The secrets included Windows 8 code that was apparently sent to a technology blogger from France – before the company released the product to the public. In addition, the now ex-employee allegedly stole Microsoft’s “Activation Server Software Development Kit” – which could be used to help out in hacking. There was speculation as well that the man also claimed he leaked much of Windows 7 before its release by the company.
In response, federal authorities arrested Alex Kibkalo, who was charged with theft of trade secrets. He was identified as a software architect who had worked for Microsoft for seven years.
The Seattle Post Intelligencer suggested the act may be in response to Kibkalo’s getting a bad review from his employer.
In a statement from Microsoft, the company said the employee provided “stolen IP, including code relating to our activation process, to a third party.”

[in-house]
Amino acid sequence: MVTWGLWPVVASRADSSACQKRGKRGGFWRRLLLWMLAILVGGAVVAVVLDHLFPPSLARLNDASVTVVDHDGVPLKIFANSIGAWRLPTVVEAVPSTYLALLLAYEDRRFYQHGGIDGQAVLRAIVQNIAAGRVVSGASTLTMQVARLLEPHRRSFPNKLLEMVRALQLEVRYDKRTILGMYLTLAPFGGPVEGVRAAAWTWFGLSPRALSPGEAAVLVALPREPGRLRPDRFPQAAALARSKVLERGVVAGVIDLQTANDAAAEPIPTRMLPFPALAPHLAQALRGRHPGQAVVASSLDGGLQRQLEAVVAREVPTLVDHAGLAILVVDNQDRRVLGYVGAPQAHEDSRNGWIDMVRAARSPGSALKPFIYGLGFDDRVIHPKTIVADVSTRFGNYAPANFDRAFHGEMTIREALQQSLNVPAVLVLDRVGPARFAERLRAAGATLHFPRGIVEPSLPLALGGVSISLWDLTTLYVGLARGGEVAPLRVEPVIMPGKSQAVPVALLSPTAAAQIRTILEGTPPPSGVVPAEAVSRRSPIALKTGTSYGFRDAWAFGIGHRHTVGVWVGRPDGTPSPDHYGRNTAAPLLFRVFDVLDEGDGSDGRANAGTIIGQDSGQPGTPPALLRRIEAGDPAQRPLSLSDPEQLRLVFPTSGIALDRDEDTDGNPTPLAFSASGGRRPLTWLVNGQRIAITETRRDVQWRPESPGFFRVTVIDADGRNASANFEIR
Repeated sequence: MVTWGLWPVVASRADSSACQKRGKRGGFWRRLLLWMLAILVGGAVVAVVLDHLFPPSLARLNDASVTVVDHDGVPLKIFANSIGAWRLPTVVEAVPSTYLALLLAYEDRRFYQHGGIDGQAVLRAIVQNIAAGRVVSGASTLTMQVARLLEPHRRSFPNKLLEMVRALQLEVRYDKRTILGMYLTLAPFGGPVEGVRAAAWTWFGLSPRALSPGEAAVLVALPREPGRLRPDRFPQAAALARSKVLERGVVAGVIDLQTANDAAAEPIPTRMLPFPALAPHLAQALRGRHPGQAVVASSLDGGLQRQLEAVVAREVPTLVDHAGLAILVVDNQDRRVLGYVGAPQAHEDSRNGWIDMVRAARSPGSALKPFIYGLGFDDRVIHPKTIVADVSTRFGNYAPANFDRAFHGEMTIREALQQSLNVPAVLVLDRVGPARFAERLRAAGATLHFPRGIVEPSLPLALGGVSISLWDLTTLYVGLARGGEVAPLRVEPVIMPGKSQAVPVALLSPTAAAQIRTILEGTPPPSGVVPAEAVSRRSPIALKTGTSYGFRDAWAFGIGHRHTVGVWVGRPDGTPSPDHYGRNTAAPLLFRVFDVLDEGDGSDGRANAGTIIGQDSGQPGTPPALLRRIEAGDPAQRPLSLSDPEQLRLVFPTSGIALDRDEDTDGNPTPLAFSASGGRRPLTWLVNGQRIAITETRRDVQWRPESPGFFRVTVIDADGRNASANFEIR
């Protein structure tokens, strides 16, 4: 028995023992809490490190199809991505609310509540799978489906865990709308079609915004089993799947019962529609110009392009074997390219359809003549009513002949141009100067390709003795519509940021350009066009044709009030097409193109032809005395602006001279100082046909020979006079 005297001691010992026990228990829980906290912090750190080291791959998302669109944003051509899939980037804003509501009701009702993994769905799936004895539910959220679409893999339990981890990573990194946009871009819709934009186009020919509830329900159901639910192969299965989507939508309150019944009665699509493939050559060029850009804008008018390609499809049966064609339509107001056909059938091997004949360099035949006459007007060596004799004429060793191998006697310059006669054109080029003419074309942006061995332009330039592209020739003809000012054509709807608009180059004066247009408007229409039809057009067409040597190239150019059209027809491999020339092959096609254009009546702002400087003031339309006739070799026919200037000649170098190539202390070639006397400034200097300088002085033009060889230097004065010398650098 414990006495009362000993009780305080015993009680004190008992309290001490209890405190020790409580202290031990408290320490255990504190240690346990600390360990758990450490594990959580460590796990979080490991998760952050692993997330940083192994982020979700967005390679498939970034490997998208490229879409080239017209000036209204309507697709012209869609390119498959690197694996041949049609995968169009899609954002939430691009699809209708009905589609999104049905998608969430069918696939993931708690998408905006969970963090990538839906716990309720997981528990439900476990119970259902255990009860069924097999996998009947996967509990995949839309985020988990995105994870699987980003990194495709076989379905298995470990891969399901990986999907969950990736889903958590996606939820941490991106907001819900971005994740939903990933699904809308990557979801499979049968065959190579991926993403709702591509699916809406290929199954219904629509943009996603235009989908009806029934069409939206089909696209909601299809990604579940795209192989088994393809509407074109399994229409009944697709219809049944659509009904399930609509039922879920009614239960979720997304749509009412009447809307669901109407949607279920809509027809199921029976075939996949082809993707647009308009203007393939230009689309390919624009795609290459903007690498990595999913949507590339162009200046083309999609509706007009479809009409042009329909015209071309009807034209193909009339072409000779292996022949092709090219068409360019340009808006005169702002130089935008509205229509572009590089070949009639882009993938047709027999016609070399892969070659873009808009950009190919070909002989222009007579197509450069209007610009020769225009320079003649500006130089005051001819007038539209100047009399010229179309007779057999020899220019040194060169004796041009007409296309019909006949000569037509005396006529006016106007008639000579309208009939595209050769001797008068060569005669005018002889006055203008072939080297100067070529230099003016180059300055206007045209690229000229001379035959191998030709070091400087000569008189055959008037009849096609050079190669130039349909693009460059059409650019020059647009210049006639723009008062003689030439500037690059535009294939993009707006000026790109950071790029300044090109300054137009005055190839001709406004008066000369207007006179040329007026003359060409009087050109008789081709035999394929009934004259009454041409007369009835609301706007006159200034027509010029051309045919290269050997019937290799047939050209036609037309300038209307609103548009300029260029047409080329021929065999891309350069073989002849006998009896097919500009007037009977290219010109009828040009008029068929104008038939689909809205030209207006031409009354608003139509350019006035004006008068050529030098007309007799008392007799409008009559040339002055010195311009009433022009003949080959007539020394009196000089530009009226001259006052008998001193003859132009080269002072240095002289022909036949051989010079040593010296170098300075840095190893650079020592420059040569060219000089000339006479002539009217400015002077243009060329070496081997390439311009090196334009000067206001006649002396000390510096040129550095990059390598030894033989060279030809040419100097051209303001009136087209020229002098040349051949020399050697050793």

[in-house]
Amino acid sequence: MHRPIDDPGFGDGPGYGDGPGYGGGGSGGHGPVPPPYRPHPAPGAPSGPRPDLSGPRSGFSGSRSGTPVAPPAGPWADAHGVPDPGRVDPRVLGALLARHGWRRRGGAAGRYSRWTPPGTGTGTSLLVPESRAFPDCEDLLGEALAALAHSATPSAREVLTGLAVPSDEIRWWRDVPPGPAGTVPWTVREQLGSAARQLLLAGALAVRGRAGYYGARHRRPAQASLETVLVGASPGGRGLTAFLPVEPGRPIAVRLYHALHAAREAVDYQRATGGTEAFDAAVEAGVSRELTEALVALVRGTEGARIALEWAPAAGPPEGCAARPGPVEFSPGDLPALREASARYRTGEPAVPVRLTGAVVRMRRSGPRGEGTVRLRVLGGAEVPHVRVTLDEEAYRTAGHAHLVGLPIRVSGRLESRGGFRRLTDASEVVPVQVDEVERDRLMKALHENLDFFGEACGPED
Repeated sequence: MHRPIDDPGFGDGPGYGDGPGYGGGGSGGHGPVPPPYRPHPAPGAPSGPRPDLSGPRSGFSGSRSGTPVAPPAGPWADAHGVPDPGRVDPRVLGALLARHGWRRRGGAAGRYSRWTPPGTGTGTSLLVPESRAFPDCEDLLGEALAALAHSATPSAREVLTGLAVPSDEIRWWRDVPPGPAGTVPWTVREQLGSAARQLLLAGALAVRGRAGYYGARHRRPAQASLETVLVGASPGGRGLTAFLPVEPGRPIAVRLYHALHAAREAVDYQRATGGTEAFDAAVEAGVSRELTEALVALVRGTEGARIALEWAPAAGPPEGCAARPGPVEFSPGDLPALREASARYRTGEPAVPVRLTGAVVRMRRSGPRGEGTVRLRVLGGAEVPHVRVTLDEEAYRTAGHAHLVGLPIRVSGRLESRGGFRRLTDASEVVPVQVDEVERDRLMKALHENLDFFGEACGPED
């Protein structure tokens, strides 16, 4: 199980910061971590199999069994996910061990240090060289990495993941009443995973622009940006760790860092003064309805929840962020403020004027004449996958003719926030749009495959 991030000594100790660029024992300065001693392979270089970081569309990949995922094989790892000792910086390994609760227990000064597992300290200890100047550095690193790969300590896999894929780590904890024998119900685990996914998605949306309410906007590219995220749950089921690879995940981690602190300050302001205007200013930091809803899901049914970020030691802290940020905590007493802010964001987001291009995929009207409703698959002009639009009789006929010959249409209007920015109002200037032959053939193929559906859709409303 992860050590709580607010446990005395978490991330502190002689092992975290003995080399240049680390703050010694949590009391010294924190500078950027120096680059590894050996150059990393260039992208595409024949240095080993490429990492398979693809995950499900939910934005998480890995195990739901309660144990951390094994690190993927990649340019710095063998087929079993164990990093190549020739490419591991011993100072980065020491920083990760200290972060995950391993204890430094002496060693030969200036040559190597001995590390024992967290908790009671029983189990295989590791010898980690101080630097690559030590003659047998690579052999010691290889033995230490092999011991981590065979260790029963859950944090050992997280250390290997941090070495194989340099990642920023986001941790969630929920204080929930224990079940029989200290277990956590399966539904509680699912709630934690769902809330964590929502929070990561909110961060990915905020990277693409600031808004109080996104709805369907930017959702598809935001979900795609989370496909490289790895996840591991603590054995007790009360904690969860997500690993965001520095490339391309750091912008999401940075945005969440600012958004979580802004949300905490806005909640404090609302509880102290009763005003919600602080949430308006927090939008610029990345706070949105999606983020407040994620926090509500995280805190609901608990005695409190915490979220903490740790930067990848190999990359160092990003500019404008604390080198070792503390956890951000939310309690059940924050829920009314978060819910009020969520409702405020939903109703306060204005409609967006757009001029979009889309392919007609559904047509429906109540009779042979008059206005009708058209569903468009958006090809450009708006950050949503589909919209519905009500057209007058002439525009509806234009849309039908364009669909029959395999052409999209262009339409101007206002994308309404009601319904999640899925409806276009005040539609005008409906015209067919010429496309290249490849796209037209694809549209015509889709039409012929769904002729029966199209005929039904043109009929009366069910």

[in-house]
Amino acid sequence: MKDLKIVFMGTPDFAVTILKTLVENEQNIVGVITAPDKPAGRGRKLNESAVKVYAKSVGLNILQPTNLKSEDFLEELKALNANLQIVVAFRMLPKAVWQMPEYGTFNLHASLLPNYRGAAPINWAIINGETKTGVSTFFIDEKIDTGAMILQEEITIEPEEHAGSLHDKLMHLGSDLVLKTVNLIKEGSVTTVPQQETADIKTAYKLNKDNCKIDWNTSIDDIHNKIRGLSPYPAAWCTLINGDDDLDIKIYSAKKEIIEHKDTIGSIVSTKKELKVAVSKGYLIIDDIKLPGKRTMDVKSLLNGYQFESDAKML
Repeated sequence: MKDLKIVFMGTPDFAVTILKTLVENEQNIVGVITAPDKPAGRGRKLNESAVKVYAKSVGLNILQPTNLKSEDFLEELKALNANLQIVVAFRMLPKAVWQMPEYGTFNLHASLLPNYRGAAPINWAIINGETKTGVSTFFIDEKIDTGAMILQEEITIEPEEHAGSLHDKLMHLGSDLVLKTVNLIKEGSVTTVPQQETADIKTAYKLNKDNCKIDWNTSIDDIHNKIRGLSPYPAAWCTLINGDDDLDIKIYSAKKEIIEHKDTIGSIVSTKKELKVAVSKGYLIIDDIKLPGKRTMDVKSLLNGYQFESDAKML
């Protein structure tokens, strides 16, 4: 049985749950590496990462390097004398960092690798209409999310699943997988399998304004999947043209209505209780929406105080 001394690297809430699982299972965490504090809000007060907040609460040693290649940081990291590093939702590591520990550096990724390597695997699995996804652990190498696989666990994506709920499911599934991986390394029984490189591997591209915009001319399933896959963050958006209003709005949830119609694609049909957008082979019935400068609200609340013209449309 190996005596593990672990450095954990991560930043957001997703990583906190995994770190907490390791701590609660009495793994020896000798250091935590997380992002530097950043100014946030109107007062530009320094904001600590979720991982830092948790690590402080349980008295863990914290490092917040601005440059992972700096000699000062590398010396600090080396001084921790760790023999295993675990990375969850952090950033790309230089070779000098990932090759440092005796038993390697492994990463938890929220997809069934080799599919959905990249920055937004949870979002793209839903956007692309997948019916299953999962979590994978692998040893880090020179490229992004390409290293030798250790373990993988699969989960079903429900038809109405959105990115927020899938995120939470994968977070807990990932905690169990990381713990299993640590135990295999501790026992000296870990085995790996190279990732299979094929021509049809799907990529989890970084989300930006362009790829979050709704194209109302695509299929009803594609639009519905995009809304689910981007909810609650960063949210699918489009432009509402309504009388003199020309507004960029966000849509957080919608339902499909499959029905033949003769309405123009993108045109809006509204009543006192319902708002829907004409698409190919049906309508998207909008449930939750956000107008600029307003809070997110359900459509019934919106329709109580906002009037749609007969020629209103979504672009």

One controversial step that Microsoft took during its extensive inquiry was actually searching the blogger’s Hotmail account to come up with the identity of the person who leaked the trade secrets.
“As part of the investigation, we took the step of a limited review of this third party's Microsoft operated accounts,” Microsoft said in a statement. “While Microsoft's terms of service make clear our permission for this type of review, this happens only in the most exceptional circumstances. We apply a rigorous process before reviewing such content. In this case, there was a thorough review by a legal team separate from the investigating team and strong evidence of a criminal act that met a standard comparable to that required to obtain a legal order to search other sites. In fact, as noted above, such a court order was issued in other aspects of the investigation.”Then, emails were seen that were sent by Kibkalo to the blogger from France, news reports said.